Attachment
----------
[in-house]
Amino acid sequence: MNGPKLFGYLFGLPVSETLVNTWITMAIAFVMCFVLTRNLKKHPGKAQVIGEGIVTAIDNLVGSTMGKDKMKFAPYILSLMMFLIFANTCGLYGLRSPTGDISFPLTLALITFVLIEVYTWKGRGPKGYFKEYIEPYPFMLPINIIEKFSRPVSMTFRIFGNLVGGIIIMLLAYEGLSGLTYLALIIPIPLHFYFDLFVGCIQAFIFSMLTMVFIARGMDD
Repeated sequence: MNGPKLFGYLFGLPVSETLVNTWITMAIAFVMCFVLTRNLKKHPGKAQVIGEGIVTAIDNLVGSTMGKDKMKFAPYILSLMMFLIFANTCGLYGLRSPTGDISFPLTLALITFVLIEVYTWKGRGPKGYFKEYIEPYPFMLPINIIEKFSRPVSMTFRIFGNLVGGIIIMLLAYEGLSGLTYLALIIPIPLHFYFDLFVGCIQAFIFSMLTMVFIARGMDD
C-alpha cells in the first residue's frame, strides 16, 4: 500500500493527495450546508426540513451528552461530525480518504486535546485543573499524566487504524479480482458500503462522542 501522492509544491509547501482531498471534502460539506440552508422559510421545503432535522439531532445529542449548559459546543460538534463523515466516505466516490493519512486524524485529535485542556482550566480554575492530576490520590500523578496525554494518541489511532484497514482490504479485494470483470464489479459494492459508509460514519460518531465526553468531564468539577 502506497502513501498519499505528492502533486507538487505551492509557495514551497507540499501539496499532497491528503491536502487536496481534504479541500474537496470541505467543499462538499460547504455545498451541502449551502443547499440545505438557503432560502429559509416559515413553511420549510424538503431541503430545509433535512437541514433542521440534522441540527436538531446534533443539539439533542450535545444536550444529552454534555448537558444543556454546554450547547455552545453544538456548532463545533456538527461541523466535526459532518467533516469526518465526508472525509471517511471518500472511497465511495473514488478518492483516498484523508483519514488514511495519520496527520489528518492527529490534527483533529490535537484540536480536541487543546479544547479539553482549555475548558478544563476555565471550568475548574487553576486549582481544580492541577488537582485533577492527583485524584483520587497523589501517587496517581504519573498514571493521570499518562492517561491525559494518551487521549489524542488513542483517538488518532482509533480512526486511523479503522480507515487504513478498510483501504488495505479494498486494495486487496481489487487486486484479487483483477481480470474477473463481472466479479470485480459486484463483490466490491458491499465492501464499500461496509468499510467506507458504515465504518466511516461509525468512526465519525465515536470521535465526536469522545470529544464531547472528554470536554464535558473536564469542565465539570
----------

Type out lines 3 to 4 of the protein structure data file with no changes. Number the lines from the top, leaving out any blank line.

Repeated sequence: MNGPKLFGYLFGLPVSETLVNTWITMAIAFVMCFVLTRNLKKHPGKAQVIGEGIVTAIDNLVGSTMGKDKMKFAPYILSLMMFLIFANTCGLYGLRSPTGDISFPLTLALITFVLIEVYTWKGRGPKGYFKEYIEPYPFMLPINIIEKFSRPVSMTFRIFGNLVGGIIIMLLAYEGLSGLTYLALIIPIPLHFYFDLFVGCIQAFIFSMLTMVFIARGMDD
C-alpha cells in the first residue's frame, strides 16, 4: 500500500493527495450546508426540513451528552461530525480518504486535546485543573499524566487504524479480482458500503462522542 501522492509544491509547501482531498471534502460539506440552508422559510421545503432535522439531532445529542449548559459546543460538534463523515466516505466516490493519512486524524485529535485542556482550566480554575492530576490520590500523578496525554494518541489511532484497514482490504479485494470483470464489479459494492459508509460514519460518531465526553468531564468539577 502506497502513501498519499505528492502533486507538487505551492509557495514551497507540499501539496499532497491528503491536502487536496481534504479541500474537496470541505467543499462538499460547504455545498451541502449551502443547499440545505438557503432560502429559509416559515413553511420549510424538503431541503430545509433535512437541514433542521440534522441540527436538531446534533443539539439533542450535545444536550444529552454534555448537558444543556454546554450547547455552545453544538456548532463545533456538527461541523466535526459532518467533516469526518465526508472525509471517511471518500472511497465511495473514488478518492483516498484523508483519514488514511495519520496527520489528518492527529490534527483533529490535537484540536480536541487543546479544547479539553482549555475548558478544563476555565471550568475548574487553576486549582481544580492541577488537582485533577492527583485524584483520587497523589501517587496517581504519573498514571493521570499518562492517561491525559494518551487521549489524542488513542483517538488518532482509533480512526486511523479503522480507515487504513478498510483501504488495505479494498486494495486487496481489487487486486484479487483483477481480470474477473463481472466479479470485480459486484463483490466490491458491499465492501464499500461496509468499510467506507458504515465504518466511516461509525468512526465519525465515536470521535465526536469522545470529544464531547472528554470536554464535558473536564469542565465539570